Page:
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Officials prepare for first flight of falcons born atop Salt Lake City building

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Posted at 10:10 PM, Jun 20, 2014
and last updated 2014-06-21 00:10:24-04

SALT LAKE CITY -- The three baby peregrine falcons that have called the Joseph Smith Memorial Building home are getting ready to fly for the first time, but before they do, the public has a chance to name them.

The three baby falcons hatched in mid-May and have been getting bigger and stronger 10 stories above ground. They're getting ready to spread their wings, and dozens of volunteers are ready to make sure they have a successful flight.

"We're overdue for something to happen, so it'll be soon, maybe as early as Sunday," said Bob Walters, who is a Division of Wildlife Resources Watchable Wildlife Program Coordinator.

Anticipation is building as these feathered friends will find their first flights in the next few days. And when they do, Walters and his team of volunteers will be ready.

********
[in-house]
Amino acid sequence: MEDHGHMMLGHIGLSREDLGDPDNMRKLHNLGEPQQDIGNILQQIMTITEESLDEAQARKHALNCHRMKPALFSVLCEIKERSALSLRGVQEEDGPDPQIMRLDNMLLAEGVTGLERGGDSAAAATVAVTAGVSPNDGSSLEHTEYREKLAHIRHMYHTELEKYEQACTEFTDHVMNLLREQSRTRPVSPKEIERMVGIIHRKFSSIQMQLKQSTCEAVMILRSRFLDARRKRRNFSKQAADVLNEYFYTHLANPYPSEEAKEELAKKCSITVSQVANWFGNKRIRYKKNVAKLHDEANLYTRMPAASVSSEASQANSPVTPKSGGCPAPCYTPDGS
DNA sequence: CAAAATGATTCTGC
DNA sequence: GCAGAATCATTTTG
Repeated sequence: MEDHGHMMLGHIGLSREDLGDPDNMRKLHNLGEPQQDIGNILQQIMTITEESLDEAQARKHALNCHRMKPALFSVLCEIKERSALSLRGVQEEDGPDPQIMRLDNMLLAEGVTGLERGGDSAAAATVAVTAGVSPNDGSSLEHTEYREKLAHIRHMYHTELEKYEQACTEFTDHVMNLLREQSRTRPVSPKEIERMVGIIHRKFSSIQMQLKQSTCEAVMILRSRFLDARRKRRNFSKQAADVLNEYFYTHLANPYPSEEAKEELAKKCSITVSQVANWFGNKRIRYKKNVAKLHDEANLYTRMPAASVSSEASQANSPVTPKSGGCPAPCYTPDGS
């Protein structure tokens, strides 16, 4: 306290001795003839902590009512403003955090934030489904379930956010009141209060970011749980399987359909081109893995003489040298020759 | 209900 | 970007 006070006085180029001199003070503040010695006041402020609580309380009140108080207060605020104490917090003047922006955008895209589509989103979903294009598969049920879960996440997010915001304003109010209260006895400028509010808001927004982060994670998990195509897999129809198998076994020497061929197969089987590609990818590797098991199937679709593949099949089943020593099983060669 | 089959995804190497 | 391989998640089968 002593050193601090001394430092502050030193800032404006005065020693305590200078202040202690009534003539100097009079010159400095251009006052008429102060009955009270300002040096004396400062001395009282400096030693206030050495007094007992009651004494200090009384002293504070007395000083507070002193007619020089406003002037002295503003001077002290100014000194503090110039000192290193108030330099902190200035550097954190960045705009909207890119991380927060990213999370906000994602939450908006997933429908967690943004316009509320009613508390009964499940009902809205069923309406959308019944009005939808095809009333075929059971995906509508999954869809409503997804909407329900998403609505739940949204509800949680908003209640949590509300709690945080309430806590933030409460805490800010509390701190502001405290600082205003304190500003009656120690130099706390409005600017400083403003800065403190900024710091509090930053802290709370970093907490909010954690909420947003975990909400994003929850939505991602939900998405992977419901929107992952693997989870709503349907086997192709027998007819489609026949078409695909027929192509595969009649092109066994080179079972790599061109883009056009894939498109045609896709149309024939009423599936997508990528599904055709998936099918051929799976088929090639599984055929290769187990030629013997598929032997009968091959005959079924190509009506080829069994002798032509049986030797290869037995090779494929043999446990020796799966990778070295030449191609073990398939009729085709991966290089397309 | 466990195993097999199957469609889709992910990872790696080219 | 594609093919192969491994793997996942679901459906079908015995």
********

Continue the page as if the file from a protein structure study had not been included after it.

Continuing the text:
He said: "We scramble and we use walkie-talkies and communicate that, 'Yeah he's over here, she's over there,' and if they come to Mother Earth and we can get our hands on them and they're unharmed, we put them back up on top of the Joseph Smith building, let them go again, take another flight."

Walters said these peregrine falcons - visible on a 24 hour live stream - have brought people together from all walks of life.

"All ages, occupations, ethnicities, you name it: They're there and that's an opportunity to talk to people about wildlife,” he said.

But, before these baby falcons take flight, you get to help name them.

Liz Schubert, a peregrine falcon blogger, says, "We've got some names that are coming in a set like a trio, like Peanut, Butter, Jelly or Snap, Crackle, Pop. Got a couple of Greek Gods."

Schubert said she's looking for names that are creative, easy to say, and gender neutral. You can visit the Salt Lake City Falcon Facebook page to make your suggestions.

"I think people relate to nature and like something where they get to watch wildlife and they get excited when they can interact and be part of the process,” Schubert said.

A survey with the top names will be released Friday night, and the public will have the weekend to vote for their favorites. The birds will be named Monday.